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, 338 (6113), 1476-80

Hox Genes Regulate Digit Patterning by Controlling the Wavelength of a Turing-type Mechanism

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Hox Genes Regulate Digit Patterning by Controlling the Wavelength of a Turing-type Mechanism

Rushikesh Sheth et al. Science.

Abstract

The formation of repetitive structures (such as stripes) in nature is often consistent with a reaction-diffusion mechanism, or Turing model, of self-organizing systems. We used mouse genetics to analyze how digit patterning (an iterative digit/nondigit pattern) is generated. We showed that the progressive reduction in Hoxa13 and Hoxd11-Hoxd13 genes (hereafter referred to as distal Hox genes) from the Gli3-null background results in progressively more severe polydactyly, displaying thinner and densely packed digits. Combined with computer modeling, our results argue for a Turing-type mechanism underlying digit patterning, in which the dose of distal Hox genes modulates the digit period or wavelength. The phenotypic similarity with fish-fin endoskeleton patterns suggests that the pentadactyl state has been achieved through modification of an ancestral Turing-type mechanism.

Figures

Fig. 1
Fig. 1
(A) Expression of Sox9 in E12.5 limbs of the Hoxa13;Gli3 allelic series. Note the delayed differentiation in the anterior mesoderm in the absence of Gli3. The curved white and yellow lines show the AP profiles used for the analysis of Sox9. The red arrowhead points to a digit bifurcation. WT, wild type. (B) Sox9 staining intensity along the yellow profile indicated by the curved arrow. AP length and the period of each digit (from minimum to minimum) are measured and shown for Hoxa13+/;Gli3XtJ/XtJ. (C) Chart showing the average digit periods versus AP lengths for each profile and limb. A linear relation is observed in controls and in the Gli3XtJ/XtJ background for either the normal or heterozygous dose of Hoxa13, whereas a flatter relation that correlates with bifurcations (red arrowhead) is observed in the Hoxa13/;Gli3XtJ/XtJ limbs (red line). The curved arrow marks the yellow point corresponding to the profile in (B). (D and E) Two simulations of the reaction-diffusion model inside an E12.5 Gli3 mutant limb shape. (D) The activator concentration obtained in the simulation with a uniform modulation of wavelength ω (shown in the graph) shows digit bifurcation (red arrowhead) similar to the Hoxa13/Gli3XtJ/XtJ mutants. (E) The simulation result when wavelength is modulated according to a suitable PD gradient (in this case, a 2D gradient of simulated FGF signaling activity) avoids bifurcations, because the wavelength increases with increasing AP length. Limbs shown in all figures are forelimbs with distal to the right and anterior to the top.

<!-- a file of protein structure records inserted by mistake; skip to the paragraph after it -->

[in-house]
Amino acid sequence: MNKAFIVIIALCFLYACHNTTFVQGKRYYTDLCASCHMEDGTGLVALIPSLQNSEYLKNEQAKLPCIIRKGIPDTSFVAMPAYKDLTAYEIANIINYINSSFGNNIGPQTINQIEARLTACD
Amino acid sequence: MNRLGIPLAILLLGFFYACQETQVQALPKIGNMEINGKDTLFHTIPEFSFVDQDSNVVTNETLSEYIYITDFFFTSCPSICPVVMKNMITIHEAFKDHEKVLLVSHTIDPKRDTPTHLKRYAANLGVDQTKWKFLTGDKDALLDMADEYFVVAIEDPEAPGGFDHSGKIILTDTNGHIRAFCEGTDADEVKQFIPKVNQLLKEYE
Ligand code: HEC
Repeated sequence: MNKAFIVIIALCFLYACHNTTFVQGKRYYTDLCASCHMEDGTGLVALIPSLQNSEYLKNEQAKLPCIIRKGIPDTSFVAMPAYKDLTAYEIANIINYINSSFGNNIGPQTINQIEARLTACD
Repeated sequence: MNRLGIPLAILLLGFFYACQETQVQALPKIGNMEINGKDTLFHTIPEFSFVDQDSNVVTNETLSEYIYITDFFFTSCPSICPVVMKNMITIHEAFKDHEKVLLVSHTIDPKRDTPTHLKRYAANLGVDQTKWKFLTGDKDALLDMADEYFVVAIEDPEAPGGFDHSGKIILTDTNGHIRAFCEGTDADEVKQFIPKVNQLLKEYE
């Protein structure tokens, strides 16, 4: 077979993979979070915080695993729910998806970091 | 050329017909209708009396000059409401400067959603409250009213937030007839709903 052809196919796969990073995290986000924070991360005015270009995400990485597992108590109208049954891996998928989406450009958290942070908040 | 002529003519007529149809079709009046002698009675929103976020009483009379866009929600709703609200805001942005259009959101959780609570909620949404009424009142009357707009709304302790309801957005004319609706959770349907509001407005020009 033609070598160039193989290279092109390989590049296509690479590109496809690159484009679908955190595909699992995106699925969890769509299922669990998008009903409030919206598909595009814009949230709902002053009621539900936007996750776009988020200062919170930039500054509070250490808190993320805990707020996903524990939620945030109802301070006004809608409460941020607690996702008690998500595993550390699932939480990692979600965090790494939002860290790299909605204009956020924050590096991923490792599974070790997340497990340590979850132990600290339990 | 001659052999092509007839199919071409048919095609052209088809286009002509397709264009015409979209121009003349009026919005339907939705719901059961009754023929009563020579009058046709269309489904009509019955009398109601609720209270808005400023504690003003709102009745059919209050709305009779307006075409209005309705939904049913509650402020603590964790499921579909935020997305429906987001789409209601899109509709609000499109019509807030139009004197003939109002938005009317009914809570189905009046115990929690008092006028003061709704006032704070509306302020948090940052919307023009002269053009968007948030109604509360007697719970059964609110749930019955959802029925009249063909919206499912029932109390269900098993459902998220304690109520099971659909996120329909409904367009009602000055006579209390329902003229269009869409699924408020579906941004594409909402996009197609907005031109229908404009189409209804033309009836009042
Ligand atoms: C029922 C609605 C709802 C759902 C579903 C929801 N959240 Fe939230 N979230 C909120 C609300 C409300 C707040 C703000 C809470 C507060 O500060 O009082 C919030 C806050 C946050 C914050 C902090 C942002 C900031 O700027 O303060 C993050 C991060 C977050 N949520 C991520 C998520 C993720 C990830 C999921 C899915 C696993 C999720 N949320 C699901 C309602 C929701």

Fig. 2
Fig. 2
Representative skeletal phenotypes of newborns of the Hoxa13;Hoxd11-13;Gli3 allelic series. Digit number (indicated for the Gli3XtJ/XtJ condition) increases as distal Hox dose is reduced. When only one functional copy of Hoxa13 remains (right column), the tip of the digits is connected by a continuous band of ossified (red) and cartilaginous (blue) tissue rimming the distal border of the limb and becoming more conspicuous as Gli3 copies are removed.